A New Generation with a New Business Paradigm

June 12th, 2009

Business Week has a great article about a new oath “to do no harm” that is being taken by MBAs around the word. Started by 2nd year MBA students at Harvard, the oath defines business management as a profession whose ultimate “purpose is to serve the greater good” and expects its takers to “act with utmost integrity.”  It now appears to be catching on around the world.  From the article:

So far, people from 115 countries representing 49 languages have visited the MBA Oath Web site, where visitors can also find links to some of the articles that helped to spread the word.

Anderson says the group plans to translate the code into German, French, and Spanish because of multiple requests. And representatives of schools in Iceland and Norway have expressed interest in adapting it.

It’s pretty clear that the impetus behind the phenomenon is the recent financial crisis, and its portrayal of the state of big business (ergo Bernie Madoff, UBS and AIG).  But while that may have given salience to the pledge, it’s interesting to note that many believe the new MBAs – the younger generation of MBAs – actually mean what they say:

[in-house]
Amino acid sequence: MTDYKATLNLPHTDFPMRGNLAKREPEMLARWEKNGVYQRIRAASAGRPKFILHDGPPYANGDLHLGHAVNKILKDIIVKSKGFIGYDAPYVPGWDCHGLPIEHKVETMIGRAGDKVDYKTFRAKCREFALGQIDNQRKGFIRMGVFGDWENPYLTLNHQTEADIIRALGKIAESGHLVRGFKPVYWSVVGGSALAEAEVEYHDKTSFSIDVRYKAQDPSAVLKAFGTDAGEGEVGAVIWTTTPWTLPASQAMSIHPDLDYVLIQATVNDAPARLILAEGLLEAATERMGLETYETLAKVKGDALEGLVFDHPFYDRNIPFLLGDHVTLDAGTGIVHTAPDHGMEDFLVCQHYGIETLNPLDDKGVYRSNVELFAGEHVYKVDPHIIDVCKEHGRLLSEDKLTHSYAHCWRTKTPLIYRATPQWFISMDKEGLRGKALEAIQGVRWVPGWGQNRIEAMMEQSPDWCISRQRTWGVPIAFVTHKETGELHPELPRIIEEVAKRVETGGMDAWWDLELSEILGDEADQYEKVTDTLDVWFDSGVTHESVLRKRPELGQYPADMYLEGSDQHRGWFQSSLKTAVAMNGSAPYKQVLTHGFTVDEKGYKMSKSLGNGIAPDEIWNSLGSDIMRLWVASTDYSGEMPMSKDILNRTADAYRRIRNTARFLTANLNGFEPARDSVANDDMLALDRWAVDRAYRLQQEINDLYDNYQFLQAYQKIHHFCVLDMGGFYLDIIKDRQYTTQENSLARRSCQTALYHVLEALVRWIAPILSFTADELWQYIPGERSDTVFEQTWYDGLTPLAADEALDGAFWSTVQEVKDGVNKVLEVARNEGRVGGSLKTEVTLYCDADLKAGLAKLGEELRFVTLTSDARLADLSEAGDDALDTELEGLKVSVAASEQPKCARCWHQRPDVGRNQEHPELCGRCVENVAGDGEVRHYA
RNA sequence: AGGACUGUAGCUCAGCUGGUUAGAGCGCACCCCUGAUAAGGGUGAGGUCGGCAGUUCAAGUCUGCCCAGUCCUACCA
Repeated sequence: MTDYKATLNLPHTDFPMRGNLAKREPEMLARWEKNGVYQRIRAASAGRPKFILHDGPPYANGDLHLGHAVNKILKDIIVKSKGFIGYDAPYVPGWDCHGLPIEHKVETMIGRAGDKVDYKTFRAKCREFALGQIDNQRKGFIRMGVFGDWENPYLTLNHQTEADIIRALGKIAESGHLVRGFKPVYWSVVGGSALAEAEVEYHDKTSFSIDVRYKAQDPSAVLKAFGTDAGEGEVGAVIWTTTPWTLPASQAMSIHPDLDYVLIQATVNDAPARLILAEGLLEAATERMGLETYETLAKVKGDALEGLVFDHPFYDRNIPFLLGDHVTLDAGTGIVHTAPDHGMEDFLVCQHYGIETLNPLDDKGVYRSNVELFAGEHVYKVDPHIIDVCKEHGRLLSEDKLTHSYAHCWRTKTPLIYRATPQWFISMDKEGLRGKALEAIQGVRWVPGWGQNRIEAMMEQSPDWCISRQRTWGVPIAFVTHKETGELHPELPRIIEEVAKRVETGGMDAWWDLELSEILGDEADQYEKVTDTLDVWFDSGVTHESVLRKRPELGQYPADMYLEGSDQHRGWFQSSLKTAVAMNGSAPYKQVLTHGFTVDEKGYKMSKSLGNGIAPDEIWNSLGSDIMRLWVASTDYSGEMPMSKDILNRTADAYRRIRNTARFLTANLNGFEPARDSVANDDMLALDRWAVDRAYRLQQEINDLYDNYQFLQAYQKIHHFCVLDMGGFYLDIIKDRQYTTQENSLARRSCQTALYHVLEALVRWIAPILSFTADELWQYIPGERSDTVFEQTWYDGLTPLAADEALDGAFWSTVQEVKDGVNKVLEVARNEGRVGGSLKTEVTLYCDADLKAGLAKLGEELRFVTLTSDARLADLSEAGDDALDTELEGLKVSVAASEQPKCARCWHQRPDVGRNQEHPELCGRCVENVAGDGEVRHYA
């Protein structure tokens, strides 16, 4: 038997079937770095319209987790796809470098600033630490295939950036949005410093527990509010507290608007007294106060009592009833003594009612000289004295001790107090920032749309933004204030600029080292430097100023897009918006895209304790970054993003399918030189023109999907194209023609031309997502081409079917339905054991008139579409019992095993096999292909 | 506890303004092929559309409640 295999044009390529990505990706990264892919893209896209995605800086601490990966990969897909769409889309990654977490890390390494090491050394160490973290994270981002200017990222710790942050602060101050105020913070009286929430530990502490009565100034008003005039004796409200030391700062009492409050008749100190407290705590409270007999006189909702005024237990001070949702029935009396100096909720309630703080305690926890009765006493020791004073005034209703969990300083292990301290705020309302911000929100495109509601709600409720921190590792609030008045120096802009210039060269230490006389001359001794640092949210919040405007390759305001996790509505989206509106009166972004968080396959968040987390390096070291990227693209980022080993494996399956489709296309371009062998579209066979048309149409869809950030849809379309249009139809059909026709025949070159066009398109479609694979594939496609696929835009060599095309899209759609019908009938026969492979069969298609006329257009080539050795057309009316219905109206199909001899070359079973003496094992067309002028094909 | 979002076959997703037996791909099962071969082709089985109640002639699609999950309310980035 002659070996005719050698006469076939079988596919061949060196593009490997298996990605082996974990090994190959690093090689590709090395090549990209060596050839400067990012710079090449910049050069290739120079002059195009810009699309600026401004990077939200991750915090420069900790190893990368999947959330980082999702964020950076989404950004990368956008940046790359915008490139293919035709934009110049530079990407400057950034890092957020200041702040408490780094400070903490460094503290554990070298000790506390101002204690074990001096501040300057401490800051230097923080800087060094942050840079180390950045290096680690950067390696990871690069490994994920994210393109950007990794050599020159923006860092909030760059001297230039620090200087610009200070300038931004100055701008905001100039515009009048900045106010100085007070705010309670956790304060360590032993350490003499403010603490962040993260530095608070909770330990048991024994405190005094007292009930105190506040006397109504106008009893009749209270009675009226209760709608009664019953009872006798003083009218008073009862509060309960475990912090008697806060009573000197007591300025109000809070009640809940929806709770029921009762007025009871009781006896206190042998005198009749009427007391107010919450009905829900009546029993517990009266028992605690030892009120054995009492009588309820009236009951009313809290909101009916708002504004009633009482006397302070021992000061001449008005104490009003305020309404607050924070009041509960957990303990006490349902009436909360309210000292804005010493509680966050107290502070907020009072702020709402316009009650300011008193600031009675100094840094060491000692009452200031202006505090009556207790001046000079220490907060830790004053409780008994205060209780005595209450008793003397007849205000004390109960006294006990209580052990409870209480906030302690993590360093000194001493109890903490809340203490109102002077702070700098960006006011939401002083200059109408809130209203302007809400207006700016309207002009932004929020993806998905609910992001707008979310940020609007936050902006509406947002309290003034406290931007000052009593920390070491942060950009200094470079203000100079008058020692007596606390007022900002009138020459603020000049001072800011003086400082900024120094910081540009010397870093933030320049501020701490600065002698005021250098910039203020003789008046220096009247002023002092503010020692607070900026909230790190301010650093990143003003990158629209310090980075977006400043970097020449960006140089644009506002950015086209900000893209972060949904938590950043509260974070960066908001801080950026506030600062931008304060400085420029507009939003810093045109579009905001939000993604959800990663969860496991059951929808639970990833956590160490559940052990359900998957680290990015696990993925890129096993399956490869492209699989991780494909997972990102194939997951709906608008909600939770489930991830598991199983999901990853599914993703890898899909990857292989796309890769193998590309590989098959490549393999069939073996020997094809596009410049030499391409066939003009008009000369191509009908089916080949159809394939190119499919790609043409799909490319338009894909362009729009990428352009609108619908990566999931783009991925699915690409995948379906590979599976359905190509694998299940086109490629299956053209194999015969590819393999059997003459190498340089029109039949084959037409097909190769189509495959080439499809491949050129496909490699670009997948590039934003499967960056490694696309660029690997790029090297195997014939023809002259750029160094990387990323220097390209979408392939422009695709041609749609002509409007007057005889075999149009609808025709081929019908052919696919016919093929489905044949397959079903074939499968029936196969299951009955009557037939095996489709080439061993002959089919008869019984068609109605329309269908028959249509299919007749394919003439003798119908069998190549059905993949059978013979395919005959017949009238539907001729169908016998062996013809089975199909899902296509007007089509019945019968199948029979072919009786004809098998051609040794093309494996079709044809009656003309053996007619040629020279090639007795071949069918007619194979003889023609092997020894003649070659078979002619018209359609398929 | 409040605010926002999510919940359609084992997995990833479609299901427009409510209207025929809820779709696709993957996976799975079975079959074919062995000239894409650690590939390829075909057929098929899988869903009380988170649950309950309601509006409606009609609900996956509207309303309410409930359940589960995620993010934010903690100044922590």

Critics of the movement say that the oath is simply an effort by students to shield themselves from the populist rage at the role MBAs played in the current financial crisis and that the ethics push will fade once the economy stabilizes. But some B-school leaders caution that such a conclusion underestimates the younger generation. There’s a possibility, they say, the oath is only the tip of the iceberg, and that a bigger change—in student sentiment, business school programs, and what it means to be an MBA—is poised to hit the business education world.

Ethics classes are filling up, campuses are starting to consider their carbon footprint, and there has been a proliferation of conferences and clubs devoted to corporate social responsibility. Much of this, Cabrera says, is in answer to growing student demand that was present even before the meltdown. One big reason: an influx into business school by members of the Millennial Generation, whose youthful idealism has already begun affecting a shift in B-school priorties from high finance to higher purpose.

“It’s not just a temporary thing,” Cabrera says. “I really think there’s also a generational shift.…There is a demand, a thirst for this type of value-based ideology.” He sees the events of the last month as setting the stage for a larger overhaul of what he has often said is a failed system of management. Business education, he says, has reached a “tipping point.”

It’s true, at least in the US, that a new generation of thinking has arrived on the national stage.  Recent polling and the movement to elect Barack Obama clearly demonstrate that the generation that is coming of age now – the millenial generation – is far more idealist, accepting, and service oriented than ever before.  We knew this was true in the political arena; it’s fantastic to see that it’s spilling over into the business one as well.

Written by Clark Gascoigne

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